To obtain information about the origin and stereochemistry of hydrogen atoms added to dThd forming DHdThd, UV irradiation of dThd with α-TP was conducted in D2O. A 99.9% D2O solution of 3 mM dThd, 7 mM α-TP, and 100 mM potassium phosphate buffer at pD 7.9 was irradiated with UV light at 37°C for 60 min. Two product peaks (Products 1′ and 2′) with the same retention times as diastereomers of DHdThd (Products 1 and 2) were isolated by RP-HPLC and subjected to MS and NMR analyses. For both Products 1′ and 2′, ESI-TOF-MS showed a signal at m/z 245 in negative mode. The HR-ESI-TOF-MS value of the molecular ion agreed with the theoretical molecular mass for C10H13D2N2O5– attributable to [dThd + 2D − H+]− within 3 ppm. Figure 4a and b shows 1H-NMR spectra of 2–4 ppm with their structures of Product 1 formed in H2O and Product 1′ formed in D2O, respectively. For the base moiety of Product 1, an H-5 multiplet signal and H-6a and H-6b double-doublet signals with intensity of one proton each were observed. For Product 1′, the H-5 signal almost disappeared, although a weak signal attributable to H-5 was observed, probably due to residual H2O in the reaction solution. Singlet signals attributable to H-6a and H-6b with a total integral value of one proton were observed with a ratio of 0.37:0.63 (H-6a:H-6b). The result indicates that Product 1′ is (5S)-5,6-dideuteriothymidine (5S-DDdThd), in which one deuterium atom was added to the 5-position of dThd and another deuterium atom was added to 6a- and 6b-positions with a ratio of 0.63:0.37 (D-6a:D-6b); therefore, the value of D-6a/D-6b (Da/Db) is 1.7. Figure 4c and d shows 1H NMR spectra of 2–4 ppm with their structures of Products 2 and 2′, respectively. Similar to the case of Products 1 and 1′, H-6a and H-6b double-doublet signals of Product 2 changed to singlet signals in Product 2′ with a total integral value of one proton were observed with a ratio of 0.36:0.64 (H-6a:H-6b). The result indicates that Product 2′ is (5R)-5,6-dideuteriothymidine (5R-DDdThd) in which one deuterium atom was added to the 5-position of dThd and another deuterium atom was added to 6a- and 6b-positions with a ratio of 0.64:0.36 (D-6a:D-6b); therefore, the value of Da/Db is 1.8. These results suggest that, when the reaction occurred in H2O, two hydrogen atoms originating from H2O were added to dThd with both syn and anti configurations.
Then, pD-dependent changes in the value of Da/Db were examined. A 99.9% D2O solution of 3 mM dThd, 7 mM α-TP, and 100 mM potassium phosphate buffer at pD 5.9–12.5 was irradiated with UV light at 37°C for 60 min. Generated 5S-DDdThd and 5R-DDdThd were isolated by RP-HPLC and subjected to NMR analysis. Figure 4e shows the pD-dependent changes in the value of Da/Db for deuterium addition calculated from integral values of H-6a and H-6b signals. Under neutral and mildly acidic conditions, the addition at the 6a-position was predominant, whereas the addition at the 6b-position was predominant under basic conditions. Over the pD range examined, the values of Da/Db of 5S-DDdThd and 5R-DDdThd were almost identical. The median pD value for alternation of the Da/Db value was approximately 8. Among the compounds in the present systems, acid-base equilibria with a pKa value around 8 are as follows: For α-TP, the pKa value between the monoanion and dianion on its phosphate group is reported as 6.7 . For phosphoric acid, the pKa value between dihydrogen phosphate H2PO4− and hydrogen phosphate HPO42− is 7.2. For dThd, the pKa value between the neutral molecule and monoanion on the thymine base moiety is 9.8 . However, there is no information about acid-base equilibria of excited state or transient species of α-TP and dThd, which may exist in the UV-irradiated solution of the present study. It is not clear which acid-base equilibrium is responsible for alternation of the configuration of H additions to the 6 position of dThd.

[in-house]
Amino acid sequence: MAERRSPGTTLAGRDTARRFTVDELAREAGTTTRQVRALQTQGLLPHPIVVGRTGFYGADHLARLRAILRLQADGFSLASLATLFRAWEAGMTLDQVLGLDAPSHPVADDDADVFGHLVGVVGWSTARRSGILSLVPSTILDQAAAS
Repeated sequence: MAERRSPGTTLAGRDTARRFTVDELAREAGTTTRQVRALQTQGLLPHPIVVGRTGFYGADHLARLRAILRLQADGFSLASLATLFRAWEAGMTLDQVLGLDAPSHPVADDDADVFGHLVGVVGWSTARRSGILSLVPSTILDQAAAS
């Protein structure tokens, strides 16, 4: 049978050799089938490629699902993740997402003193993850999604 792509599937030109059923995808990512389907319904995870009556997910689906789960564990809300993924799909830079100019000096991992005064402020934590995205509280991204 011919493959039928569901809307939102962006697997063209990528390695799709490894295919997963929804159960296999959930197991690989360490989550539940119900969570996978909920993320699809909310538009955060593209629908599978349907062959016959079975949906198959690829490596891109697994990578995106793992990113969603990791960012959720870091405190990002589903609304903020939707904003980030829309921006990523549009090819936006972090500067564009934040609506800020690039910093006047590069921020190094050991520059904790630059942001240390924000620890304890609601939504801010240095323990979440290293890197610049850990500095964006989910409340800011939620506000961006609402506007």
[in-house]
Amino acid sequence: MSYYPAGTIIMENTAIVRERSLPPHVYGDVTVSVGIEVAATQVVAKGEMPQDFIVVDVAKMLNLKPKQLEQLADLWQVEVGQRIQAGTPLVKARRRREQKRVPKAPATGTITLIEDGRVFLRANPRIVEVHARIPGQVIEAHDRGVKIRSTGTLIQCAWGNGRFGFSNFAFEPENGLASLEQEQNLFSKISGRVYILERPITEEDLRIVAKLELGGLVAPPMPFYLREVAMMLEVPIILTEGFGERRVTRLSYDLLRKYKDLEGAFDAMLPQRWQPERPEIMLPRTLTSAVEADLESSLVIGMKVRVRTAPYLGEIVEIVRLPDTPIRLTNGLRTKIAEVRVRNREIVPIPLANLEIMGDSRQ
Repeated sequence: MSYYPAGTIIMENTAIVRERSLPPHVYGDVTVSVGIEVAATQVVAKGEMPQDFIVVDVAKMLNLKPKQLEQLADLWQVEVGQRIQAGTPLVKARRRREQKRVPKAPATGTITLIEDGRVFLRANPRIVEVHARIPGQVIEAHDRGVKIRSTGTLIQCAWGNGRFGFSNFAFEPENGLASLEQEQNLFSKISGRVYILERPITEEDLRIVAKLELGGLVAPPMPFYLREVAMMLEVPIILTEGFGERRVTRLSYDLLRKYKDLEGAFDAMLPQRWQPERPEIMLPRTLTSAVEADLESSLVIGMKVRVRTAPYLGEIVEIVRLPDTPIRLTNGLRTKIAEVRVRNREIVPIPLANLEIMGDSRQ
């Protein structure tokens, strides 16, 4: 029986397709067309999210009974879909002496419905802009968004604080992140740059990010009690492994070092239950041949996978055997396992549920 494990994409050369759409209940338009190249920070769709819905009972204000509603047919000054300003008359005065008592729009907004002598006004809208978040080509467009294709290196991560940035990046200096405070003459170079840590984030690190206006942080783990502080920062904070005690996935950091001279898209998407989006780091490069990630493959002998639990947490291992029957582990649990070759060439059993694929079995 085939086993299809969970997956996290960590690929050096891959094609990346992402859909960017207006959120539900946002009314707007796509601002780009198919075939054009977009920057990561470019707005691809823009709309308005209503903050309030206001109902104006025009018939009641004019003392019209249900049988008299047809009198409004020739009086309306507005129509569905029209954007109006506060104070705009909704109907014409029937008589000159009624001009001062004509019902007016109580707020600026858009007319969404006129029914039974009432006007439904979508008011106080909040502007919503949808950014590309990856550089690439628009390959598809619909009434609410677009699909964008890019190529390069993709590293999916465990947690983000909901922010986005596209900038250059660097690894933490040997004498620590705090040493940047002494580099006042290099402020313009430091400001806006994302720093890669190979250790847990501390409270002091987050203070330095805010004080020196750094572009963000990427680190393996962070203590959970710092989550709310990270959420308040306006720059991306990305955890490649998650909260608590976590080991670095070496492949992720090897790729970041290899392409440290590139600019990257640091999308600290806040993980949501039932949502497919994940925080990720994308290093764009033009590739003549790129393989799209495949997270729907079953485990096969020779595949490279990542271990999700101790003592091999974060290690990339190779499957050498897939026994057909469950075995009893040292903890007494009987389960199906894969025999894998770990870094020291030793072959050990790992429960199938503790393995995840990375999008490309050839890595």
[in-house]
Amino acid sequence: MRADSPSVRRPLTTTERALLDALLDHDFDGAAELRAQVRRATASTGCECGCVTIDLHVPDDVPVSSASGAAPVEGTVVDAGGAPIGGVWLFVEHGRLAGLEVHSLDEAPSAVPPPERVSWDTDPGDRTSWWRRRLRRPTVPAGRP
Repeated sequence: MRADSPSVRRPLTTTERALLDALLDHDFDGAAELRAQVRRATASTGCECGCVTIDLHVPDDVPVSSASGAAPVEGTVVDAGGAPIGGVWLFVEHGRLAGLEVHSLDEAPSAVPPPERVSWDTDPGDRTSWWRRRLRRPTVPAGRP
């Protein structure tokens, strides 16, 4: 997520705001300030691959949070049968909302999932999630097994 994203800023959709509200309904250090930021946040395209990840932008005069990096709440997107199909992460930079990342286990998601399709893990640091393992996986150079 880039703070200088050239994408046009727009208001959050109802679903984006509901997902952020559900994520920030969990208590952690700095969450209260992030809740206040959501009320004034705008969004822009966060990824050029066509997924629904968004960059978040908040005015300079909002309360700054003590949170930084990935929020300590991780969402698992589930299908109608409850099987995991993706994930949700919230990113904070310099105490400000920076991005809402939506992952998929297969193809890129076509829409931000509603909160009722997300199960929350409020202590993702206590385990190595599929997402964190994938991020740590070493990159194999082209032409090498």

It has been reported that although UV irradiation of dThd solution at 254 nm generates dThd cyclobutane dimers, it generates DHdThd as a major product in the presence of reducing agents such as NaHSO3 and NaH2PO2 [11, 27, 28]. In the presence of acetone, a photosensitizer, UV irradiation of dThd at 313 nm generates DHdThd and 5-acetonyl-DHdThd, an acetone adduct of dThd, as minor products in addition to dThd cyclobutane dimers . Recently we have reported that in the presence of salicylic acid, a photosensitizer, and ascorbic acid, a reducing agent, DHdThd and two salicylic acid adducts of dThd are generated as major products with dThd cyclobutane dimers as minor products . In the present study, UV irradiation at wavelengths longer than 300 nm of dThd in the presence of α-TP generated DHdThd. DHdThd was the major product, although the yield of DHdThd does not fully explain the consumption of dThd (Table 1), suggesting that dThd cyclobutane dimers and α-TP adducts of dThd may be generated as minor products. Combining the present results with previous studies, a possible reaction mechanism is as follows. Radicals are generated from α-TP and Trolox by UV irradiation. The radicals react with all the nucleosides with comparative efficiencies. In addition, α-TP, not Trolox, is excited by UV at wavelengths longer than 300 nm. The excited α-TP induces excitation of dThd via energy transfer. The excited dThd reacts with a ground state α-TP, a reducing agent, generating in DHdThd by addition of two hydrogen atoms with both syn and anti configurations. Although the ratio of syn and anti configurations alternated depending on pH of the solution, the mechanism for addition of two hydrogen atoms to dThd is unclear. Further studies are needed to clarify the total reaction mechanism generating DHdThd from dThd by UV irradiation in the presence of α-TP.
In conclusion, the present study showed that α-TP is a photosensitizer of nucleoside reactions by UV light at wavelengths longer than 300 nm. dThd is the most reactive among the examined nucleosides, and it generates DHdThd as the major product by the addition of two hydrogen atoms from water. The hydrogen atoms are added by both syn and anti configurations with the ratio depending on pH of the solution. Since α-TP exists in animal cells and body fluids, and is used as an ingredient of some cosmetics, we should pay attention to the genotoxicity of α-TP in terms of DNA damage caused by sunlight.
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Suzuki, T., Ono, C. α-Tocopherol phosphate as a photosensitizer in the reaction of nucleosides with UV light: formation of 5,6-dihydrothymidine. Genes and Environ 44, 6 (2022). https://doi.org/10.1186/s41021-022-00237-2
- Tocopherol phosphate
- UV light